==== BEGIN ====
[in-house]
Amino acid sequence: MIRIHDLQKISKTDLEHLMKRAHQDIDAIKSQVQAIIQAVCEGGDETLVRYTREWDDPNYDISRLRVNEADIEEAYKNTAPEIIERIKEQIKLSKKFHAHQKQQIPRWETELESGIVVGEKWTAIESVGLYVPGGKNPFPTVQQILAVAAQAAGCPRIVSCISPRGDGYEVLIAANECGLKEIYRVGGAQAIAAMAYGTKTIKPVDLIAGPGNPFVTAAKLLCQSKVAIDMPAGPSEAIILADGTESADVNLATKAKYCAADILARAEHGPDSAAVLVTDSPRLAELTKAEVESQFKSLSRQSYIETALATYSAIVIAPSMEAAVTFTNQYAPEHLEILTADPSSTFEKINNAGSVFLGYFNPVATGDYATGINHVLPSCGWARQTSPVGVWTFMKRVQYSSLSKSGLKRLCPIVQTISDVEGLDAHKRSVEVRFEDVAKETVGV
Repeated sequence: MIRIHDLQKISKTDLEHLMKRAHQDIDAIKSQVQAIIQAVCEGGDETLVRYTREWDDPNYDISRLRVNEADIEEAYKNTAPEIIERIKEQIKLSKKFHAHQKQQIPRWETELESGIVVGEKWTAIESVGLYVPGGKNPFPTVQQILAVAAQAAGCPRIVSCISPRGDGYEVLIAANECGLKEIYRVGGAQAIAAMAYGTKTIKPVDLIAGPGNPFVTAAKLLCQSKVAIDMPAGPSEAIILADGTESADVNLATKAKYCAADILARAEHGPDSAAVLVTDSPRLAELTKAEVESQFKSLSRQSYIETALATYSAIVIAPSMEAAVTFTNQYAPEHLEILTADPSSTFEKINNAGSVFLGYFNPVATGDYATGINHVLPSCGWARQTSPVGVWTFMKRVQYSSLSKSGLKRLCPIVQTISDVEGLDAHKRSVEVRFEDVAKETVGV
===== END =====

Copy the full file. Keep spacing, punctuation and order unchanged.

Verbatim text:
[in-house]
Amino acid sequence: MIRIHDLQKISKTDLEHLMKRAHQDIDAIKSQVQAIIQAVCEGGDETLVRYTREWDDPNYDISRLRVNEADIEEAYKNTAPEIIERIKEQIKLSKKFHAHQKQQIPRWETELESGIVVGEKWTAIESVGLYVPGGKNPFPTVQQILAVAAQAAGCPRIVSCISPRGDGYEVLIAANECGLKEIYRVGGAQAIAAMAYGTKTIKPVDLIAGPGNPFVTAAKLLCQSKVAIDMPAGPSEAIILADGTESADVNLATKAKYCAADILARAEHGPDSAAVLVTDSPRLAELTKAEVESQFKSLSRQSYIETALATYSAIVIAPSMEAAVTFTNQYAPEHLEILTADPSSTFEKINNAGSVFLGYFNPVATGDYATGINHVLPSCGWARQTSPVGVWTFMKRVQYSSLSKSGLKRLCPIVQTISDVEGLDAHKRSVEVRFEDVAKETVGV
Repeated sequence: MIRIHDLQKISKTDLEHLMKRAHQDIDAIKSQVQAIIQAVCEGGDETLVRYTREWDDPNYDISRLRVNEADIEEAYKNTAPEIIERIKEQIKLSKKFHAHQKQQIPRWETELESGIVVGEKWTAIESVGLYVPGGKNPFPTVQQILAVAAQAAGCPRIVSCISPRGDGYEVLIAANECGLKEIYRVGGAQAIAAMAYGTKTIKPVDLIAGPGNPFVTAAKLLCQSKVAIDMPAGPSEAIILADGTESADVNLATKAKYCAADILARAEHGPDSAAVLVTDSPRLAELTKAEVESQFKSLSRQSYIETALATYSAIVIAPSMEAAVTFTNQYAPEHLEILTADPSSTFEKINNAGSVFLGYFNPVATGDYATGINHVLPSCGWARQTSPVGVWTFMKRVQYSSLSKSGLKRLCPIVQTISDVEGLDAHKRSVEVRFEDVAKETVGV